1. LKY Asset Enhancement Prize Nominator3/23/2012 12:01 AM

      guess one doesn't need a lemon law to know what lemonade taste like at the end of the rainbow walk.

  5. //Phang has an explanation for the negative impact of housing price increase on aggregate consumption./

    There's really no surprise there. When you took up a chuck of your salary to pay towards mortgage, and with whatever little is left after the essentials kids/education/HHexpenses/transport etc, what other purchasing power does one have? That's why they need the millions of FT here to stir more consumption while the rest of locales slog off their obligations in NS+Housing while feeding their family and fending off more locusts with their other hand.

    It PAYS to be Singaporeans. I pay tax but would like to see it put to good use by people with a half brain and a healthy-pumping heart. Instead, they give you a lesson on how to 'spend your $1000 salary' to chase that elusive middle class life.

    1. After 10-20 years of progress, if HDB can still present examples of $1k workers in this first world nation, it isn't exactly a glamorous track record is it?! And how many by the boatloads have come here to seek the golden pot from coastal china so they can bus around in circles?

  6. MBT must be on his viagra pill when he was talking about asset enhancement. Good riddance, but his successor continues with his $1k + grant can buy you a hdb flat, QED pitch. More 'bangforthefucked".

  7. Only votes for the Opposition will change anything in Singapore. Every vote counts.

    Presidential elections 2011.
    Tan Cheng Bock (738,311 votes)
    Tony Tan (745,693 votes)
    Difference = 7,382 votes
    The spoiled votes numbered 37,826.

    The spoilt votes of 37,826 would have easily given the victory to Tan Cheng Bock.

    Don't spoil your votes.
    Use it wisely.

    Once every 5 years, you are not a digit.
    Once every 5 years, you truly matter in the eyes of PAP.
    Vote wisely for your children's future.

    So focus on persuading your friends & family to vote for the Opposition.

  8. Slightly off topic from retirement, is there a study that correlates Housing Expense to Health Risk? Because when it comes down to choosing between housing & healthcare, which do you think people tend to ignore?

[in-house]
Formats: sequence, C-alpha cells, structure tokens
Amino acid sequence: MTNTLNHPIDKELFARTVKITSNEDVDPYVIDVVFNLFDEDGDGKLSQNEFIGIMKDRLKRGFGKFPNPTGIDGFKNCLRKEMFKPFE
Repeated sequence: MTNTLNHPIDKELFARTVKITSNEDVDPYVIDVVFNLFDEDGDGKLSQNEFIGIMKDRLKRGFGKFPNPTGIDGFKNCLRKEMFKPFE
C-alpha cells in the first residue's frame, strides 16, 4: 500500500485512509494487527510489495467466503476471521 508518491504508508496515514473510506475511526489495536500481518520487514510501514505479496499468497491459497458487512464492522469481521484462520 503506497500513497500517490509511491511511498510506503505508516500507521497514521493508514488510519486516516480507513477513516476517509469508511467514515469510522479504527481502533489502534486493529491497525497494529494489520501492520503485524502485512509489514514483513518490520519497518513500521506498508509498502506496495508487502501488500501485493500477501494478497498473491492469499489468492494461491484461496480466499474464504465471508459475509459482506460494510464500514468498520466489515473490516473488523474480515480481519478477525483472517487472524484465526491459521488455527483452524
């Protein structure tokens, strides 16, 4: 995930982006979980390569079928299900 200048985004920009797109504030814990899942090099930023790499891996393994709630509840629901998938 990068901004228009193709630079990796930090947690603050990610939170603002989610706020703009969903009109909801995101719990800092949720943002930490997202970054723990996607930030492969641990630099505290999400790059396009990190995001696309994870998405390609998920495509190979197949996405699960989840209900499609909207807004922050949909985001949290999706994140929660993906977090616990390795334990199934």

Also half suspect most people can't think so far ahead of retirement when they are at prime - foolish really. Half are probably planning to retire elsewhere other than singapore. JB or Batam is a start.

  9. Instead of sticking to the basics for affordable public housing, HDB seems to be building more & more expensive public flats in the name of meeting higher expectations from buyers.

    Along the way, more & more costly features are added which I suspect so that they can price the flats higher and charge a premium for them.

    And in the case of DBSS flats, they introduce additional costs in the form of private consultants & developers adding quite a few layers of profit to be made by each of these middlemen.

    At the end of the day, the poor flat buyer ends up paying for additional hidden costs which could have been avoided if HDB has stuck to the basics. The only reason as to why HDB wants to compete with private housing developers has to be that they don't want to miss out a piece of the action where money can be made, isn't it ?

    When will our PAP Govt ever come clean on the obscene profit they are making out of our HDB flats that they sell to the public? Supposing the hidden profit is 100% they make out of each HDB flat that they sell to the unsuspecting public, do you think you would still want to vote for PAP in the next election ?

  10. The same people should think twice before betting all their eggs in one political basket that sells you - talented performance, financial stability, asset enhancement, swiss world standard, track record, good returns, inclusive blah blah blah...

    In the end, see who's the ones left holding the the case of Bernie Madoff " I was an honest money manager once" ..yeah right

  11. The Americans will ,generally,do not buy a home or an office in another country.They prefer to rent and they know that when that country erupts into trouble they can simply pack and get the hell of there.
    Most Hongkongers cannot afford to buy an apartment and most live in rental public housing.Maybe it is a good thing and if the country erupts into trouble,Hongkongers also just simply leave without leaving a fixed and precious asset behind.
    As for Singapore,there is really no pride in public housing ownerships especially so at current price levels and that the expensive asset is not yours to take away in times of trouble,irrespectivel internally or externally caused.

  12. I didn't know assets had a specific 99 year timespan on them. I understand that assets can depreciate over time and all, but I didn't know an asset can be revoked/lose its value in an instant once 99 years are up.

    Sometimes, you don't even need to wait until 99 years are up. Ask the rochor center ppl.

  13. What is 1 student compared to the 20,000 foriegn scholarship holders we have here